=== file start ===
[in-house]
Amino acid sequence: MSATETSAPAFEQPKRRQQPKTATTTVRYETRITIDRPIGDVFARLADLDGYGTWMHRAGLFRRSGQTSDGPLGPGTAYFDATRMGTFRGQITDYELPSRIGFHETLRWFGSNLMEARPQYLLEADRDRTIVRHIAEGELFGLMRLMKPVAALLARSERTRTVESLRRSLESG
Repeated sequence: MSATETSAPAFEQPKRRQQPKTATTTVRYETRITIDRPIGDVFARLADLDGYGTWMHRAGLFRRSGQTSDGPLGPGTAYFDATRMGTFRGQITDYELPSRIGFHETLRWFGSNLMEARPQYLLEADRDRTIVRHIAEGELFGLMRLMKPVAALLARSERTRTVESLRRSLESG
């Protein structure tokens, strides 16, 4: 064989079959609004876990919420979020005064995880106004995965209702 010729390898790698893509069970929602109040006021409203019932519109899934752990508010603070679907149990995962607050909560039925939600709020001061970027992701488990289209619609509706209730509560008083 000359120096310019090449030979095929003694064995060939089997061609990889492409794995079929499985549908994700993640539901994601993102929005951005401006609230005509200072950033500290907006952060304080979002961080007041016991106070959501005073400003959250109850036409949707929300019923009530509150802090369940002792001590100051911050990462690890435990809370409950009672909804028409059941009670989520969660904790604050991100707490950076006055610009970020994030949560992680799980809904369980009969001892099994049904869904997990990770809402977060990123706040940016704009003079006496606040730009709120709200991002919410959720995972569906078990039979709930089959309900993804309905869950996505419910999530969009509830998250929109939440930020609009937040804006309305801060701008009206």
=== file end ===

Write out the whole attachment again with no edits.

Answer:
[in-house]
Amino acid sequence: MSATETSAPAFEQPKRRQQPKTATTTVRYETRITIDRPIGDVFARLADLDGYGTWMHRAGLFRRSGQTSDGPLGPGTAYFDATRMGTFRGQITDYELPSRIGFHETLRWFGSNLMEARPQYLLEADRDRTIVRHIAEGELFGLMRLMKPVAALLARSERTRTVESLRRSLESG
Repeated sequence: MSATETSAPAFEQPKRRQQPKTATTTVRYETRITIDRPIGDVFARLADLDGYGTWMHRAGLFRRSGQTSDGPLGPGTAYFDATRMGTFRGQITDYELPSRIGFHETLRWFGSNLMEARPQYLLEADRDRTIVRHIAEGELFGLMRLMKPVAALLARSERTRTVESLRRSLESG
């Protein structure tokens, strides 16, 4: 064989079959609004876990919420979020005064995880106004995965209702 010729390898790698893509069970929602109040006021409203019932519109899934752990508010603070679907149990995962607050909560039925939600709020001061970027992701488990289209619609509706209730509560008083 000359120096310019090449030979095929003694064995060939089997061609990889492409794995079929499985549908994700993640539901994601993102929005951005401006609230005509200072950033500290907006952060304080979002961080007041016991106070959501005073400003959250109850036409949707929300019923009530509150802090369940002792001590100051911050990462690890435990809370409950009672909804028409059941009670989520969660904790604050991100707490950076006055610009970020994030949560992680799980809904369980009969001892099994049904869904997990990770809402977060990123706040940016704009003079006496606040730009709120709200991002919410959720995972569906078990039979709930089959309900993804309905869950996505419910999530969009509830998250929109939440930020609009937040804006309305801060701008009206």